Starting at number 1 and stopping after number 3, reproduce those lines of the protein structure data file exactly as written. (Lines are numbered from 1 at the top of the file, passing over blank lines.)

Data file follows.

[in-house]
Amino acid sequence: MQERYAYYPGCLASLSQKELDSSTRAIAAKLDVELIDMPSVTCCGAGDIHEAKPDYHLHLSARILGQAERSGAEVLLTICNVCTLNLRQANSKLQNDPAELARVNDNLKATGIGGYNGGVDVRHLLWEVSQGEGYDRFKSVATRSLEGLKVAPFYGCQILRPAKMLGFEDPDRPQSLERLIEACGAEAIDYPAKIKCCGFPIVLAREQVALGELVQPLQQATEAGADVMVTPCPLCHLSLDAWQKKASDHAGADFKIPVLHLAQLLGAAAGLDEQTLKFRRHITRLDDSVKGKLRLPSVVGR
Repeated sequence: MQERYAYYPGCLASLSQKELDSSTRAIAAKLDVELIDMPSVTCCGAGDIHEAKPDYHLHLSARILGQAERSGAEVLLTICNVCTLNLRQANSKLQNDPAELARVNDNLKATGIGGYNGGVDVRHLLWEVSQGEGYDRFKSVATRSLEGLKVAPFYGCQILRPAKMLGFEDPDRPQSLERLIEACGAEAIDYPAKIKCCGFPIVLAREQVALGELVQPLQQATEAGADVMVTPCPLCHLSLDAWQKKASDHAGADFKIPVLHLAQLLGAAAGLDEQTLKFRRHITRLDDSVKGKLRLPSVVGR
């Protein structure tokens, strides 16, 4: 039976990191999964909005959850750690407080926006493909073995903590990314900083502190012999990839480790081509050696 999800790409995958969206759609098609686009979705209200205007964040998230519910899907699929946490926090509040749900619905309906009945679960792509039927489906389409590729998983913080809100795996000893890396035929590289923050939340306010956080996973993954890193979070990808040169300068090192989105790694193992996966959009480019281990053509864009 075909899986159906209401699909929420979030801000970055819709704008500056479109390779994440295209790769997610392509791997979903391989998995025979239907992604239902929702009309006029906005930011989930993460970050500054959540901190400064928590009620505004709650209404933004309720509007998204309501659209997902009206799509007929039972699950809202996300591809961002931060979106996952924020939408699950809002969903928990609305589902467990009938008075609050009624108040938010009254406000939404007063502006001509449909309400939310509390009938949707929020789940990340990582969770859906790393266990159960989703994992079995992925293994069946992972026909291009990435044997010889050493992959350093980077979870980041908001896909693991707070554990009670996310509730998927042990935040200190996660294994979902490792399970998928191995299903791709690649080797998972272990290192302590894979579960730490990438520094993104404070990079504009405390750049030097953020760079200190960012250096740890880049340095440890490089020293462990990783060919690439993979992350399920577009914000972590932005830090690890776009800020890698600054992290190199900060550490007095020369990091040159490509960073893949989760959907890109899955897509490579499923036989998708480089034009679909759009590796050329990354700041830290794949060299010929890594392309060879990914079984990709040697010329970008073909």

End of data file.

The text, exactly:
[in-house]
Amino acid sequence: MQERYAYYPGCLASLSQKELDSSTRAIAAKLDVELIDMPSVTCCGAGDIHEAKPDYHLHLSARILGQAERSGAEVLLTICNVCTLNLRQANSKLQNDPAELARVNDNLKATGIGGYNGGVDVRHLLWEVSQGEGYDRFKSVATRSLEGLKVAPFYGCQILRPAKMLGFEDPDRPQSLERLIEACGAEAIDYPAKIKCCGFPIVLAREQVALGELVQPLQQATEAGADVMVTPCPLCHLSLDAWQKKASDHAGADFKIPVLHLAQLLGAAAGLDEQTLKFRRHITRLDDSVKGKLRLPSVVGR
Repeated sequence: MQERYAYYPGCLASLSQKELDSSTRAIAAKLDVELIDMPSVTCCGAGDIHEAKPDYHLHLSARILGQAERSGAEVLLTICNVCTLNLRQANSKLQNDPAELARVNDNLKATGIGGYNGGVDVRHLLWEVSQGEGYDRFKSVATRSLEGLKVAPFYGCQILRPAKMLGFEDPDRPQSLERLIEACGAEAIDYPAKIKCCGFPIVLAREQVALGELVQPLQQATEAGADVMVTPCPLCHLSLDAWQKKASDHAGADFKIPVLHLAQLLGAAAGLDEQTLKFRRHITRLDDSVKGKLRLPSVVGR